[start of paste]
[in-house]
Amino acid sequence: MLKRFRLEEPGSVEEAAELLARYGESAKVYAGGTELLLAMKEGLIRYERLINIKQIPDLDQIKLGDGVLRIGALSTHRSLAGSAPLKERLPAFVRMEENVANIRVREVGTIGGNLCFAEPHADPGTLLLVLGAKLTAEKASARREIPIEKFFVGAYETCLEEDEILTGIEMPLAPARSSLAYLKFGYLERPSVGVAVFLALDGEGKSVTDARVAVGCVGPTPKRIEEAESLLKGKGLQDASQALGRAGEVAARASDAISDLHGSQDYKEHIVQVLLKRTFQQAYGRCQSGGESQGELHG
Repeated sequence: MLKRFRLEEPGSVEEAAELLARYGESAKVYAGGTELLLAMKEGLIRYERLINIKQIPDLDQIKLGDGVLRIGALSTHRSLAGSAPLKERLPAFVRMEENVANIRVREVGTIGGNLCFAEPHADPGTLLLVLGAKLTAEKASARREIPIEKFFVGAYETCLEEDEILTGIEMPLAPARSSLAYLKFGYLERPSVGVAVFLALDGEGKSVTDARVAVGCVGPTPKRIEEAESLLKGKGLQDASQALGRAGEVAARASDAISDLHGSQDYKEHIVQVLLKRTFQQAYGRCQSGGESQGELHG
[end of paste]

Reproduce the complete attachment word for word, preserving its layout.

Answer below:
[in-house]
Amino acid sequence: MLKRFRLEEPGSVEEAAELLARYGESAKVYAGGTELLLAMKEGLIRYERLINIKQIPDLDQIKLGDGVLRIGALSTHRSLAGSAPLKERLPAFVRMEENVANIRVREVGTIGGNLCFAEPHADPGTLLLVLGAKLTAEKASARREIPIEKFFVGAYETCLEEDEILTGIEMPLAPARSSLAYLKFGYLERPSVGVAVFLALDGEGKSVTDARVAVGCVGPTPKRIEEAESLLKGKGLQDASQALGRAGEVAARASDAISDLHGSQDYKEHIVQVLLKRTFQQAYGRCQSGGESQGELHG
Repeated sequence: MLKRFRLEEPGSVEEAAELLARYGESAKVYAGGTELLLAMKEGLIRYERLINIKQIPDLDQIKLGDGVLRIGALSTHRSLAGSAPLKERLPAFVRMEENVANIRVREVGTIGGNLCFAEPHADPGTLLLVLGAKLTAEKASARREIPIEKFFVGAYETCLEEDEILTGIEMPLAPARSSLAYLKFGYLERPSVGVAVFLALDGEGKSVTDARVAVGCVGPTPKRIEEAESLLKGKGLQDASQALGRAGEVAARASDAISDLHGSQDYKEHIVQVLLKRTFQQAYGRCQSGGESQGELHG